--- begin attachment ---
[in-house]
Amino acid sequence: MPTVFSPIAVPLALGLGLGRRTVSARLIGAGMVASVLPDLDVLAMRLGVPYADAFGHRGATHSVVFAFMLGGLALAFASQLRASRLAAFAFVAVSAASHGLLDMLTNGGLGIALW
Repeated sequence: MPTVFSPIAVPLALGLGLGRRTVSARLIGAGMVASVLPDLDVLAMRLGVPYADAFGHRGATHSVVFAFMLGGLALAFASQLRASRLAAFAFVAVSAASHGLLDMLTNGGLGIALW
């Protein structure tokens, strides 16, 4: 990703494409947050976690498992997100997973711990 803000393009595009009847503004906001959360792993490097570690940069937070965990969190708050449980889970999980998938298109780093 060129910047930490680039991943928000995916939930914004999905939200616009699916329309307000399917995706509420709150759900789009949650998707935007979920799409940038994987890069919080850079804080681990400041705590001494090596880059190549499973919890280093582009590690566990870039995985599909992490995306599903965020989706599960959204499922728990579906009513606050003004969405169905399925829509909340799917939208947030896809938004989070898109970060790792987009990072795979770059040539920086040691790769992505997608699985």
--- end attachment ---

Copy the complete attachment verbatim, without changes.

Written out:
[in-house]
Amino acid sequence: MPTVFSPIAVPLALGLGLGRRTVSARLIGAGMVASVLPDLDVLAMRLGVPYADAFGHRGATHSVVFAFMLGGLALAFASQLRASRLAAFAFVAVSAASHGLLDMLTNGGLGIALW
Repeated sequence: MPTVFSPIAVPLALGLGLGRRTVSARLIGAGMVASVLPDLDVLAMRLGVPYADAFGHRGATHSVVFAFMLGGLALAFASQLRASRLAAFAFVAVSAASHGLLDMLTNGGLGIALW
């Protein structure tokens, strides 16, 4: 990703494409947050976690498992997100997973711990 803000393009595009009847503004906001959360792993490097570690940069937070965990969190708050449980889970999980998938298109780093 060129910047930490680039991943928000995916939930914004999905939200616009699916329309307000399917995706509420709150759900789009949650998707935007979920799409940038994987890069919080850079804080681990400041705590001494090596880059190549499973919890280093582009590690566990870039995985599909992490995306599903965020989706599960959204499922728990579906009513606050003004969405169905399925829509909340799917939208947030896809938004989070898109970060790792987009990072795979770059040539920086040691790769992505997608699985």